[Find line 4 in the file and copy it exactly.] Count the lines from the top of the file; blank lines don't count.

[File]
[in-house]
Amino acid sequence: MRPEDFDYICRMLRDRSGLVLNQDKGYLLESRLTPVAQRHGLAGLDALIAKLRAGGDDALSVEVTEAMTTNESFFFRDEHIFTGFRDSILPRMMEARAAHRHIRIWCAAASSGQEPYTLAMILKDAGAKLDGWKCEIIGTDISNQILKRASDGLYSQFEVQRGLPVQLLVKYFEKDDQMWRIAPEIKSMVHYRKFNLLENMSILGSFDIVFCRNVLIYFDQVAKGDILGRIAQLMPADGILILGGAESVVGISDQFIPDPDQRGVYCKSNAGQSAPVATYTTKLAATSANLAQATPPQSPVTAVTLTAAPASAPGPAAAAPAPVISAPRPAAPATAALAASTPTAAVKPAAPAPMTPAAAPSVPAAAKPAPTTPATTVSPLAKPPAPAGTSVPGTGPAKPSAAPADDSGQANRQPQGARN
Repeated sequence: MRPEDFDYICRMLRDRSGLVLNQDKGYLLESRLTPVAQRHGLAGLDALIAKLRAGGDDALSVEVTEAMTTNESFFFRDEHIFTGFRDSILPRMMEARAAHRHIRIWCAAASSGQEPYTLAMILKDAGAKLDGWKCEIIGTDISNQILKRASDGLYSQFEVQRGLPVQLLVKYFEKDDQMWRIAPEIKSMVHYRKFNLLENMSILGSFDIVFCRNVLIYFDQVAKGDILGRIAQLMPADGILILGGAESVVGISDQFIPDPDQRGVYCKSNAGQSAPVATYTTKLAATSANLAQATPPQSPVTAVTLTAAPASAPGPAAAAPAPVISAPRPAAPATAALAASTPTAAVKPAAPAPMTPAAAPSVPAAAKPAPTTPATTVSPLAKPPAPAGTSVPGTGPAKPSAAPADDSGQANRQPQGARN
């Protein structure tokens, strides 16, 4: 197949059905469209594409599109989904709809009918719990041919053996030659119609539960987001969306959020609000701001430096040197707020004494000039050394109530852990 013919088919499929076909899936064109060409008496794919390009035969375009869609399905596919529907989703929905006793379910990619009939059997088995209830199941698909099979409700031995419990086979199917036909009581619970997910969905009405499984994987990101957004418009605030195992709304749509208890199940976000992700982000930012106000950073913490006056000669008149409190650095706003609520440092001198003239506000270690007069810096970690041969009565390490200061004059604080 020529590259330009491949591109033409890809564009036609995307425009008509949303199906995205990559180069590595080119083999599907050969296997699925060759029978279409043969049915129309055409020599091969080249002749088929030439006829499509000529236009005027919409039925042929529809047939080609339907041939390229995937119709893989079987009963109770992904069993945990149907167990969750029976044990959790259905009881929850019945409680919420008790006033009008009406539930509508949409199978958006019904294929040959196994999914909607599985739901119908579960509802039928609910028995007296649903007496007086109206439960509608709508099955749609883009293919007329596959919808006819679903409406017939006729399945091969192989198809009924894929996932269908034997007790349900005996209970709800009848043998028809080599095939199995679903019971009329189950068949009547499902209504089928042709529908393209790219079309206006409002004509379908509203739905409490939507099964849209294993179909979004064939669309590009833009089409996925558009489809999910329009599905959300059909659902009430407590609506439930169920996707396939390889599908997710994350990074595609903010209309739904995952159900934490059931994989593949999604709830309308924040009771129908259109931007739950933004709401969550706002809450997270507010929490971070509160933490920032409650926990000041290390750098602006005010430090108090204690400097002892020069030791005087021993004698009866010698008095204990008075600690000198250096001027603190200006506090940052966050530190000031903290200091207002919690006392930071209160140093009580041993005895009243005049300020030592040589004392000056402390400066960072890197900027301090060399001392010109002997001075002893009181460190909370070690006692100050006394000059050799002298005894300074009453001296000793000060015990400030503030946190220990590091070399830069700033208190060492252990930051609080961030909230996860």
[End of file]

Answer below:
């Protein structure tokens, strides 16, 4: 197949059905469209594409599109989904709809009918719990041919053996030659119609539960987001969306959020609000701001430096040197707020004494000039050394109530852990 013919088919499929076909899936064109060409008496794919390009035969375009869609399905596919529907989703929905006793379910990619009939059997088995209830199941698909099979409700031995419990086979199917036909009581619970997910969905009405499984994987990101957004418009605030195992709304749509208890199940976000992700982000930012106000950073913490006056000669008149409190650095706003609520440092001198003239506000270690007069810096970690041969009565390490200061004059604080 020529590259330009491949591109033409890809564009036609995307425009008509949303199906995205990559180069590595080119083999599907050969296997699925060759029978279409043969049915129309055409020599091969080249002749088929030439006829499509000529236009005027919409039925042929529809047939080609339907041939390229995937119709893989079987009963109770992904069993945990149907167990969750029976044990959790259905009881929850019945409680919420008790006033009008009406539930509508949409199978958006019904294929040959196994999914909607599985739901119908579960509802039928609910028995007296649903007496007086109206439960509608709508099955749609883009293919007329596959919808006819679903409406017939006729399945091969192989198809009924894929996932269908034997007790349900005996209970709800009848043998028809080599095939199995679903019971009329189950068949009547499902209504089928042709529908393209790219079309206006409002004509379908509203739905409490939507099964849209294993179909979004064939669309590009833009089409996925558009489809999910329009599905959300059909659902009430407590609506439930169920996707396939390889599908997710994350990074595609903010209309739904995952159900934490059931994989593949999604709830309308924040009771129908259109931007739950933004709401969550706002809450997270507010929490971070509160933490920032409650926990000041290390750098602006005010430090108090204690400097002892020069030791005087021993004698009866010698008095204990008075600690000198250096001027603190200006506090940052966050530190000031903290200091207002919690006392930071209160140093009580041993005895009243005049300020030592040589004392000056402390400066960072890197900027301090060399001392010109002997001075002893009181460190909370070690006692100050006394000059050799002298005894300074009453001296000793000060015990400030503030946190220990590091070399830069700033208190060492252990930051609080961030909230996860």